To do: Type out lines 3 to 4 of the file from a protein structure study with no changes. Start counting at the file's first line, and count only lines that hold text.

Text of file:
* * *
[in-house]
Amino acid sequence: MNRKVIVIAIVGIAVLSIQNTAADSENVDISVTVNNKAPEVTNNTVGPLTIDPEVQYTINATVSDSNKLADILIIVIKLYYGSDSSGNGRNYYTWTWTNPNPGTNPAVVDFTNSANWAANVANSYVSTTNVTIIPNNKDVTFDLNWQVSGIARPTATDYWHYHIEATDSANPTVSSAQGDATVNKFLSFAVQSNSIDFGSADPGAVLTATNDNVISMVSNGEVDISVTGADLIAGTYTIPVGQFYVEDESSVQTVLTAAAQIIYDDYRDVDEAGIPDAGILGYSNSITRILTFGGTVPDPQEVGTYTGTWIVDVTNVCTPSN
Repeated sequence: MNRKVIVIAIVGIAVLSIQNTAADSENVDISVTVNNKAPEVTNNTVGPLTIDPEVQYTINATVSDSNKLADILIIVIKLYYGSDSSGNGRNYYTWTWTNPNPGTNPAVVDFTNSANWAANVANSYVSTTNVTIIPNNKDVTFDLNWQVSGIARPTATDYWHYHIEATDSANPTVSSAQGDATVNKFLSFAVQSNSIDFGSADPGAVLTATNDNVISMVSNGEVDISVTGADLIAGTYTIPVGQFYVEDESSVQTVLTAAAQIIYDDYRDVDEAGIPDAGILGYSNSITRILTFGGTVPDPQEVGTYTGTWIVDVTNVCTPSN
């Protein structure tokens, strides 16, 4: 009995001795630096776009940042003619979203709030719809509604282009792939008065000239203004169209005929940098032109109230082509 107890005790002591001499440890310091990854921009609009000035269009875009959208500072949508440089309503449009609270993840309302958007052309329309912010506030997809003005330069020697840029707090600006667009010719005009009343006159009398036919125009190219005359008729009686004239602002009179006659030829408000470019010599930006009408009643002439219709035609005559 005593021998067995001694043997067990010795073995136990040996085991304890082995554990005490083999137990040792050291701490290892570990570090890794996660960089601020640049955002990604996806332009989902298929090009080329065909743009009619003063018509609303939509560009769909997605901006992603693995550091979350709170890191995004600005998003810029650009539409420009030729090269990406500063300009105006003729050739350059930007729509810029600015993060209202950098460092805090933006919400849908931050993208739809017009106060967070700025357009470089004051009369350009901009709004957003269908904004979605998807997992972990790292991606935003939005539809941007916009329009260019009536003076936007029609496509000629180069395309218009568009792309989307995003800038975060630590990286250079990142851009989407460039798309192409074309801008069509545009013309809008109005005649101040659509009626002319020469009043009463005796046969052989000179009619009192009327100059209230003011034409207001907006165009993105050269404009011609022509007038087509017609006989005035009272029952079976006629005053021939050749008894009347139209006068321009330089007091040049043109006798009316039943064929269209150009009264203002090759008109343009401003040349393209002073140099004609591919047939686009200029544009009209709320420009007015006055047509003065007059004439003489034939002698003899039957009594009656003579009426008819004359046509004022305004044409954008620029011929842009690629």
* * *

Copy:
Repeated sequence: MNRKVIVIAIVGIAVLSIQNTAADSENVDISVTVNNKAPEVTNNTVGPLTIDPEVQYTINATVSDSNKLADILIIVIKLYYGSDSSGNGRNYYTWTWTNPNPGTNPAVVDFTNSANWAANVANSYVSTTNVTIIPNNKDVTFDLNWQVSGIARPTATDYWHYHIEATDSANPTVSSAQGDATVNKFLSFAVQSNSIDFGSADPGAVLTATNDNVISMVSNGEVDISVTGADLIAGTYTIPVGQFYVEDESSVQTVLTAAAQIIYDDYRDVDEAGIPDAGILGYSNSITRILTFGGTVPDPQEVGTYTGTWIVDVTNVCTPSN
């Protein structure tokens, strides 16, 4: 009995001795630096776009940042003619979203709030719809509604282009792939008065000239203004169209005929940098032109109230082509 107890005790002591001499440890310091990854921009609009000035269009875009959208500072949508440089309503449009609270993840309302958007052309329309912010506030997809003005330069020697840029707090600006667009010719005009009343006159009398036919125009190219005359008729009686004239602002009179006659030829408000470019010599930006009408009643002439219709035609005559 005593021998067995001694043997067990010795073995136990040996085991304890082995554990005490083999137990040792050291701490290892570990570090890794996660960089601020640049955002990604996806332009989902298929090009080329065909743009009619003063018509609303939509560009769909997605901006992603693995550091979350709170890191995004600005998003810029650009539409420009030729090269990406500063300009105006003729050739350059930007729509810029600015993060209202950098460092805090933006919400849908931050993208739809017009106060967070700025357009470089004051009369350009901009709004957003269908904004979605998807997992972990790292991606935003939005539809941007916009329009260019009536003076936007029609496509000629180069395309218009568009792309989307995003800038975060630590990286250079990142851009989407460039798309192409074309801008069509545009013309809008109005005649101040659509009626002319020469009043009463005796046969052989000179009619009192009327100059209230003011034409207001907006165009993105050269404009011609022509007038087509017609006989005035009272029952079976006629005053021939050749008894009347139209006068321009330089007091040049043109006798009316039943064929269209150009009264203002090759008109343009401003040349393209002073140099004609591919047939686009200029544009009209709320420009007015006055047509003065007059004439003489034939002698003899039957009594009656003579009426008819004359046509004022305004044409954008620029011929842009690629």